A job recommendation letter is a very important document that gives your potential employer some insights on your work capabilities and personality traits. Since it is written by a direct manager or professor, it serves as a trusted and unembellished source of information about your character, skills and accomplishments. If you’re eyeing a job position, then getting an employment recommendation letter will help boost your chances.
While it is an important document to have, we understand that you may be a little afraid of asking for a testimonial from your former bosses and colleagues. Asking for favours is always difficult. It can be nerve-racking if the person on the other end is someone you used to report to, as you won’t know if they would be willing to write one for you.
Fortunately, we have some tips on how you can avoid all that awkwardness when asking for a letter of recommendation. Plus, you can also find a pre-crafted email reference template ready for your use in this article!
request for a recommendation letter
Follow these simple steps on how to ask for a reference letter to get the much-deserved testimonial you need without making it awkward — or even worse, harm a valued relationship.
1. identify the right people
The quality and trustworthiness of your recommendation letters depend on who you would ask to help write you one. To have a good job recommendation letter, get your references from someone you had a good working relationship with.
Ideally, the person who you should ask to write your recommendation letter should be someone who knows you best as they will most likely give you good references and perhaps some solid employment recommendations. This could be the professors who graded your work in school, the colleagues who worked with you or the managers whom you reported to for work.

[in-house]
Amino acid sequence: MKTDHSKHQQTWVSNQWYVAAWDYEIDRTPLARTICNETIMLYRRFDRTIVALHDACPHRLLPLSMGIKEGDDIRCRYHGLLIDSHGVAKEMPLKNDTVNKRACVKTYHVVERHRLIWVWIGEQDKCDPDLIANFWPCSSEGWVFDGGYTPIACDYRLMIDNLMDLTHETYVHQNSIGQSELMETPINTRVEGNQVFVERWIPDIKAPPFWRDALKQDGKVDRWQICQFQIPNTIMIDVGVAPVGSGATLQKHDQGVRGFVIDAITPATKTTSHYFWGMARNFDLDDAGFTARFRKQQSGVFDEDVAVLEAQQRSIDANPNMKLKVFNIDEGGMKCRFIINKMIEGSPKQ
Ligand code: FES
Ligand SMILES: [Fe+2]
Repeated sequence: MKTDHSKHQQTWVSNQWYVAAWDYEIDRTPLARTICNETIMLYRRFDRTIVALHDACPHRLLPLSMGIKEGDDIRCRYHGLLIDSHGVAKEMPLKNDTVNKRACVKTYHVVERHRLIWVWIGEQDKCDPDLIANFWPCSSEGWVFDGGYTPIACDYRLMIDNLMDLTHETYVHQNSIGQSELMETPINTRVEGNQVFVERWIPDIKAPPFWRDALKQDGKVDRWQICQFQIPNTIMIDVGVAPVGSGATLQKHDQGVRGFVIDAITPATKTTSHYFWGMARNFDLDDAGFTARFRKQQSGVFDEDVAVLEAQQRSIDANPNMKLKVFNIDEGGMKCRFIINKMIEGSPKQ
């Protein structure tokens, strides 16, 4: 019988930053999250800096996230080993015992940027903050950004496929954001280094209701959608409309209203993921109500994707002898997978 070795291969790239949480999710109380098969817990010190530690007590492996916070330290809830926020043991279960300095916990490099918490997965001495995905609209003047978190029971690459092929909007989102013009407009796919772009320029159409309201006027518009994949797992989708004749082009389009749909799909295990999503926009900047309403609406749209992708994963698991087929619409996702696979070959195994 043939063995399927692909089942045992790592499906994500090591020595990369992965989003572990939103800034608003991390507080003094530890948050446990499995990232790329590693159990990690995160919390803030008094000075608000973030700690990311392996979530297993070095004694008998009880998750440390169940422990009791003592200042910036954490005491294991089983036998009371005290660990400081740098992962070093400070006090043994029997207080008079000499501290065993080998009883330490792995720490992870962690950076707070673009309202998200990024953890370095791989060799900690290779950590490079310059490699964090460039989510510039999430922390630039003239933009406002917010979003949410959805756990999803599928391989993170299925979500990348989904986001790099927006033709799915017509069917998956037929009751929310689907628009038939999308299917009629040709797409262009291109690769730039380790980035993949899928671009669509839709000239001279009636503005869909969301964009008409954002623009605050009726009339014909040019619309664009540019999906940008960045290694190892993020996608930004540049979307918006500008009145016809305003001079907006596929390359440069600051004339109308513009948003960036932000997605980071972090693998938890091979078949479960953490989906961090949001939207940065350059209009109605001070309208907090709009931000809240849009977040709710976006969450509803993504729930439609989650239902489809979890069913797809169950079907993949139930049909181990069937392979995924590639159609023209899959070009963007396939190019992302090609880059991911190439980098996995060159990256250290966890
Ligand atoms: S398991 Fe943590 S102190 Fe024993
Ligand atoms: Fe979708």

It’s also better to request a recommendation letter from your former employers or colleagues instead of someone you’re currently working with. Because they have nothing to lose here, they are more likely to be objective when explaining the work you have done and your personality traits.
Keep in mind that you should only ask people who would most certainly give you a glowing testimonial. If you’ve been let go in your previous role, it’s probably best not to ask your ex-manager for a letter of recommendation.
2. be polite in your outreach
As far-reaching as your career goals may be, you need to ask others to support you in that quest without overreaching. Know that your former co-worker or boss doesn't have an obligation to write an employee recommendation letter for you. You’re asking them for a favour, so be sure to ask nicely and politely.
Asking for a letter of recommendation over email is the best approach because it gives people time to think it over and get back to you when they have the time. Don’t rush them into making the decision and keep it open for them. If they genuinely care about you and your career prospects, they’ll make time to respond to you.
If you’ve kept a close relationship with your ex-colleagues and ex-bosses after you left the company, you can always reach out to them via text messages. However, try to keep your outreach professional and avoid using social media channels such as Facebook or Instagram for such requests.
3. give them time
Don’t wait until the very last minute to pop the question. (For that matter, why let ticking timelines and escalating stress dictate the outcome of your job search process?)
This means that you should start asking at the start of your job search instead of waiting till you have a potential offer on the line. Have your recommendation letters lined up so you won’t be scrambling at the last minute and risk losing a potential job offer just because you could not get them in time.